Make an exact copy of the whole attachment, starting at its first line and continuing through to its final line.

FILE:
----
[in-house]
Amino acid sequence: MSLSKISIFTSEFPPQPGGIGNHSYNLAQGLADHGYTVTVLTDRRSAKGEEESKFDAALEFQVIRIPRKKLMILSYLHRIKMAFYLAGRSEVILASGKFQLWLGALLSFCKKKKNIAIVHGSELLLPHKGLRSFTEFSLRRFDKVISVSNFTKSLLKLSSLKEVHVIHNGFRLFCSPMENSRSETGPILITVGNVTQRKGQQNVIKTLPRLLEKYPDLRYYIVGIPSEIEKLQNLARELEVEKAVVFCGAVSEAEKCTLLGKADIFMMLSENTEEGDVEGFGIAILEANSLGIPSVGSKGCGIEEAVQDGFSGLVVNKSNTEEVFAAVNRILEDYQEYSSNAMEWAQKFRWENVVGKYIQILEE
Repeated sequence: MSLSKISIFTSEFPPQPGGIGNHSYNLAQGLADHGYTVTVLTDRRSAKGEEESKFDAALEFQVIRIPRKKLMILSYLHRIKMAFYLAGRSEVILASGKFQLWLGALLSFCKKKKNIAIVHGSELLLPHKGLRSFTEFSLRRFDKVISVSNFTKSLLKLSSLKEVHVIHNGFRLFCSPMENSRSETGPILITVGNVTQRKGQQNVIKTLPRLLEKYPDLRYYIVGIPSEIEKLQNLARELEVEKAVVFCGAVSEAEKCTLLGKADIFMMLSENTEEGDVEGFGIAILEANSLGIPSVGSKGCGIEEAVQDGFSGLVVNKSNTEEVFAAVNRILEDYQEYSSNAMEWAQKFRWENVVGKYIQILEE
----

[in-house]
Amino acid sequence: MSLSKISIFTSEFPPQPGGIGNHSYNLAQGLADHGYTVTVLTDRRSAKGEEESKFDAALEFQVIRIPRKKLMILSYLHRIKMAFYLAGRSEVILASGKFQLWLGALLSFCKKKKNIAIVHGSELLLPHKGLRSFTEFSLRRFDKVISVSNFTKSLLKLSSLKEVHVIHNGFRLFCSPMENSRSETGPILITVGNVTQRKGQQNVIKTLPRLLEKYPDLRYYIVGIPSEIEKLQNLARELEVEKAVVFCGAVSEAEKCTLLGKADIFMMLSENTEEGDVEGFGIAILEANSLGIPSVGSKGCGIEEAVQDGFSGLVVNKSNTEEVFAAVNRILEDYQEYSSNAMEWAQKFRWENVVGKYIQILEE
Repeated sequence: MSLSKISIFTSEFPPQPGGIGNHSYNLAQGLADHGYTVTVLTDRRSAKGEEESKFDAALEFQVIRIPRKKLMILSYLHRIKMAFYLAGRSEVILASGKFQLWLGALLSFCKKKKNIAIVHGSELLLPHKGLRSFTEFSLRRFDKVISVSNFTKSLLKLSSLKEVHVIHNGFRLFCSPMENSRSETGPILITVGNVTQRKGQQNVIKTLPRLLEKYPDLRYYIVGIPSEIEKLQNLARELEVEKAVVFCGAVSEAEKCTLLGKADIFMMLSENTEEGDVEGFGIAILEANSLGIPSVGSKGCGIEEAVQDGFSGLVVNKSNTEEVFAAVNRILEDYQEYSSNAMEWAQKFRWENVVGKYIQILEE